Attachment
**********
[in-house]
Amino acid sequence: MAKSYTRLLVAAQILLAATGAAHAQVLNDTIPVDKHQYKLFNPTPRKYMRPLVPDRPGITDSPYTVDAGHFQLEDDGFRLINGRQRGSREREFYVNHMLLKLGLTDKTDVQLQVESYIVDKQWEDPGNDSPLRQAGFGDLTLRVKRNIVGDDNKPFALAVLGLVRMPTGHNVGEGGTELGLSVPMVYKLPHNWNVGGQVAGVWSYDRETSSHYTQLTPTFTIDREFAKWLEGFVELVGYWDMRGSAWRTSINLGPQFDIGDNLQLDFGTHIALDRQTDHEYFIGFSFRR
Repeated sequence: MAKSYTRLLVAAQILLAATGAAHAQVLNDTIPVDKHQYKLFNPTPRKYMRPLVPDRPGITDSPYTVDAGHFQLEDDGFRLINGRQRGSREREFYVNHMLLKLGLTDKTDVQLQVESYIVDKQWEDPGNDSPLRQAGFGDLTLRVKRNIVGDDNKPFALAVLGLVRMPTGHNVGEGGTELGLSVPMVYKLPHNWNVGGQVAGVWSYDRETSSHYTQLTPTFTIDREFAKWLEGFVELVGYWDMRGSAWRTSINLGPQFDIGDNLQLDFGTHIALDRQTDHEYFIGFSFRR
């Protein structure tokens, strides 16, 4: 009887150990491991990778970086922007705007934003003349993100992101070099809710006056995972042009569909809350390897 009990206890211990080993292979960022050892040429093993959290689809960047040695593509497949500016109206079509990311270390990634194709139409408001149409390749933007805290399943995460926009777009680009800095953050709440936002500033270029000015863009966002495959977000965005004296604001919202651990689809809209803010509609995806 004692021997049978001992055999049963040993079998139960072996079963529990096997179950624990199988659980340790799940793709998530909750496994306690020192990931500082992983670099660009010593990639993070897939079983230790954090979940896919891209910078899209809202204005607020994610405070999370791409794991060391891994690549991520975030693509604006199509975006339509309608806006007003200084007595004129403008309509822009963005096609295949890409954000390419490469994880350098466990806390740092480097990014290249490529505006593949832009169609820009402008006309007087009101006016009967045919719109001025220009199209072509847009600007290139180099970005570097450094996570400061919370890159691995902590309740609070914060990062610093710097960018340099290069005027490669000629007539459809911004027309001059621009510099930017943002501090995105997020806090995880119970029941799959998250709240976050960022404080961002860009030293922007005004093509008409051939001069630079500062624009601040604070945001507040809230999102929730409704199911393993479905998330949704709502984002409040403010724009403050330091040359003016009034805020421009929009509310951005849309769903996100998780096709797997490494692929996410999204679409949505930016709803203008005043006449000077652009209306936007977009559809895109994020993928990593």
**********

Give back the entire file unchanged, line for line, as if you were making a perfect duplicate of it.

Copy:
[in-house]
Amino acid sequence: MAKSYTRLLVAAQILLAATGAAHAQVLNDTIPVDKHQYKLFNPTPRKYMRPLVPDRPGITDSPYTVDAGHFQLEDDGFRLINGRQRGSREREFYVNHMLLKLGLTDKTDVQLQVESYIVDKQWEDPGNDSPLRQAGFGDLTLRVKRNIVGDDNKPFALAVLGLVRMPTGHNVGEGGTELGLSVPMVYKLPHNWNVGGQVAGVWSYDRETSSHYTQLTPTFTIDREFAKWLEGFVELVGYWDMRGSAWRTSINLGPQFDIGDNLQLDFGTHIALDRQTDHEYFIGFSFRR
Repeated sequence: MAKSYTRLLVAAQILLAATGAAHAQVLNDTIPVDKHQYKLFNPTPRKYMRPLVPDRPGITDSPYTVDAGHFQLEDDGFRLINGRQRGSREREFYVNHMLLKLGLTDKTDVQLQVESYIVDKQWEDPGNDSPLRQAGFGDLTLRVKRNIVGDDNKPFALAVLGLVRMPTGHNVGEGGTELGLSVPMVYKLPHNWNVGGQVAGVWSYDRETSSHYTQLTPTFTIDREFAKWLEGFVELVGYWDMRGSAWRTSINLGPQFDIGDNLQLDFGTHIALDRQTDHEYFIGFSFRR
């Protein structure tokens, strides 16, 4: 009887150990491991990778970086922007705007934003003349993100992101070099809710006056995972042009569909809350390897 009990206890211990080993292979960022050892040429093993959290689809960047040695593509497949500016109206079509990311270390990634194709139409408001149409390749933007805290399943995460926009777009680009800095953050709440936002500033270029000015863009966002495959977000965005004296604001919202651990689809809209803010509609995806 004692021997049978001992055999049963040993079998139960072996079963529990096997179950624990199988659980340790799940793709998530909750496994306690020192990931500082992983670099660009010593990639993070897939079983230790954090979940896919891209910078899209809202204005607020994610405070999370791409794991060391891994690549991520975030693509604006199509975006339509309608806006007003200084007595004129403008309509822009963005096609295949890409954000390419490469994880350098466990806390740092480097990014290249490529505006593949832009169609820009402008006309007087009101006016009967045919719109001025220009199209072509847009600007290139180099970005570097450094996570400061919370890159691995902590309740609070914060990062610093710097960018340099290069005027490669000629007539459809911004027309001059621009510099930017943002501090995105997020806090995880119970029941799959998250709240976050960022404080961002860009030293922007005004093509008409051939001069630079500062624009601040604070945001507040809230999102929730409704199911393993479905998330949704709502984002409040403010724009403050330091040359003016009034805020421009929009509310951005849309769903996100998780096709797997490494692929996410999204679409949505930016709803203008005043006449000077652009209306936007977009559809895109994020993928990593």